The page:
The two people in this second illustration are likely to follow different paths on the road of life because their internal beliefs guide, influence, and direct their external choices. The same was true of the Christians at Thessalonica as well. 1 Thessalonians 1:3 identifies those internal attitudes and their effect: “…your work produced by faith, your labor prompted by love, and your endurance inspired by hope in our Lord Jesus Christ” (NIV).

So the internal qualities of faith, love, and hope led the members of the Thessalonian congregation to express those attributes in an externally positive manner. In other words, their faith, love and hope showed itself through their work, labor, and endurance. As one source comments, “These phrases denote Christian virtues in action: the work produced by faith, labor motivated by love, and endurance that stems from hope in Christ.’” (1)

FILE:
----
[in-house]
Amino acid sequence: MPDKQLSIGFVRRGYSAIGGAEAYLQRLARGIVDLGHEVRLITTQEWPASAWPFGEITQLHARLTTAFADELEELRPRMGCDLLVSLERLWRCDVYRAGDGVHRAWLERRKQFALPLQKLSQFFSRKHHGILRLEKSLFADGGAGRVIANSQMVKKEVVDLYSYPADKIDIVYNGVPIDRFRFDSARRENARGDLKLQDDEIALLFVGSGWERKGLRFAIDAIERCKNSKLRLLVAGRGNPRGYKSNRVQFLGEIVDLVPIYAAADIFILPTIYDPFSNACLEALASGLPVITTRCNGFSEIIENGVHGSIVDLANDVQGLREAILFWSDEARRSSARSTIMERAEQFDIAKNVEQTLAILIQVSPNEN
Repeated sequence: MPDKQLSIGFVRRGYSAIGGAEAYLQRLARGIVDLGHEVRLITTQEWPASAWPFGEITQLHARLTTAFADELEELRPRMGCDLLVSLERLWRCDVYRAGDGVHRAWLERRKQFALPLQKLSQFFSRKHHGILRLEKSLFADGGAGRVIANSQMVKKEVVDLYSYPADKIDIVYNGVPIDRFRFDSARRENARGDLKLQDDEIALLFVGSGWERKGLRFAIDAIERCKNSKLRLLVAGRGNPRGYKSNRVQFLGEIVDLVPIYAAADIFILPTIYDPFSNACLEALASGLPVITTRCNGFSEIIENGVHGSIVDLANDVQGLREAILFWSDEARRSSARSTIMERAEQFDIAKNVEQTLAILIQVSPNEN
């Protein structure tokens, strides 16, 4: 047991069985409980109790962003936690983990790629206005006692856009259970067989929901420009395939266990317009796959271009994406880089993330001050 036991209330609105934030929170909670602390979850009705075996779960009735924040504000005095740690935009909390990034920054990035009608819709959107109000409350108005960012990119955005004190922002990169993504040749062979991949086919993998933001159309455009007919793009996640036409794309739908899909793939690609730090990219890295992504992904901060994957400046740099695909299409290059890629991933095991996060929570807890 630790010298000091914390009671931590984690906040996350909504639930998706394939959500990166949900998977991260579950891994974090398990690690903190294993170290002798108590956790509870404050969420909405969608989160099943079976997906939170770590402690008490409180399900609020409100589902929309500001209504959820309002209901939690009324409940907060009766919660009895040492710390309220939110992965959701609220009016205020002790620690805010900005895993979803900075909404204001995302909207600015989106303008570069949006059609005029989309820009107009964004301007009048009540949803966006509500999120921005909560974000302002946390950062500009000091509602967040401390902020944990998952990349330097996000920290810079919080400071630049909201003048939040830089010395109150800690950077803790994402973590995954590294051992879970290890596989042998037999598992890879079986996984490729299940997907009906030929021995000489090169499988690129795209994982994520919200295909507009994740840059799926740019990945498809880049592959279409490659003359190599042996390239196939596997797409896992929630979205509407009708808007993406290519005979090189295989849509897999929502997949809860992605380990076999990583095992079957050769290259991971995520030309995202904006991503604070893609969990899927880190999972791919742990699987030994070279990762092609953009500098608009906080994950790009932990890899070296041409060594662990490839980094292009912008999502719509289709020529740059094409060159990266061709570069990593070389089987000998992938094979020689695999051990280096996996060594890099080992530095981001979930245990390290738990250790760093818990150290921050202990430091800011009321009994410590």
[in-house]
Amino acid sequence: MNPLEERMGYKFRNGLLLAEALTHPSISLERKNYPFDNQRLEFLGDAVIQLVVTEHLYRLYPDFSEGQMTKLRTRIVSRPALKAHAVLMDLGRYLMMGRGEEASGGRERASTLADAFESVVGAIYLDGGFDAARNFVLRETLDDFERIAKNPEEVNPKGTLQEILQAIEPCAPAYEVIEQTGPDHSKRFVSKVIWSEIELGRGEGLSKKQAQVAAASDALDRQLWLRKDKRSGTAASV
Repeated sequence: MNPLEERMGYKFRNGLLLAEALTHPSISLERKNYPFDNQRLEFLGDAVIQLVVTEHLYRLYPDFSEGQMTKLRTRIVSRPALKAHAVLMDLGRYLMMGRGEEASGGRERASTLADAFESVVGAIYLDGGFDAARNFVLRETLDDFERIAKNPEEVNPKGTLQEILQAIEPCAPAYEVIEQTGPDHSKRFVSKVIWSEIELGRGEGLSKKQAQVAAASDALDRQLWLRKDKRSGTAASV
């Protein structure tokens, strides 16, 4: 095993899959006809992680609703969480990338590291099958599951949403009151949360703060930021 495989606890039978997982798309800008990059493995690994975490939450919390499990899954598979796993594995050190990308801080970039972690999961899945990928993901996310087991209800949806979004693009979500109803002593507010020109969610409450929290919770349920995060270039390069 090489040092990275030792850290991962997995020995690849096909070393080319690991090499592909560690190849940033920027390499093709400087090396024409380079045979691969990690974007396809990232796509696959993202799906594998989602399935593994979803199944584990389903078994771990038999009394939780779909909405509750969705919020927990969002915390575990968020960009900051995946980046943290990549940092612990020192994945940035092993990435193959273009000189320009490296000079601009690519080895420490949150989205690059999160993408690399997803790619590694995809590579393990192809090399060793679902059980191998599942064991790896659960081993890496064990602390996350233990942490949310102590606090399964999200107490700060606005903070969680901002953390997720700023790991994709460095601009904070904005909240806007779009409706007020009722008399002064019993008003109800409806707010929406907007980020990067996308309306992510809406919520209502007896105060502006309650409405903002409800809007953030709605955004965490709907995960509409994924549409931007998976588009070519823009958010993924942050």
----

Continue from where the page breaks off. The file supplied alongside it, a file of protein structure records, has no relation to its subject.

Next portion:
(1) Notes taken from the NET Bible® footnotes, copyright © 1996-2006 by Biblical Studies Press L.L.C. All rights reserved. Used by permission from www.bible.org . https://netbible.org/bible/1+Thessalonians+1


“We recall, in the presence of our God and Father, your work of faith, labor of love, and endurance of hope in our Lord Jesus Christ” (1 Thessalonians 1:3 HCSB).

This reference to “…your work of faith” offers a wide range of potential applications for those who are reading this portion of Scripture today. For instance, some may base a “work of faith” on a program, method, or approach. Others may base a work of faith on a talent, skill, or ability. While those things are important, the passage quoted above reminds us that a genuine work of faith should originate in “…in our Lord Jesus Christ.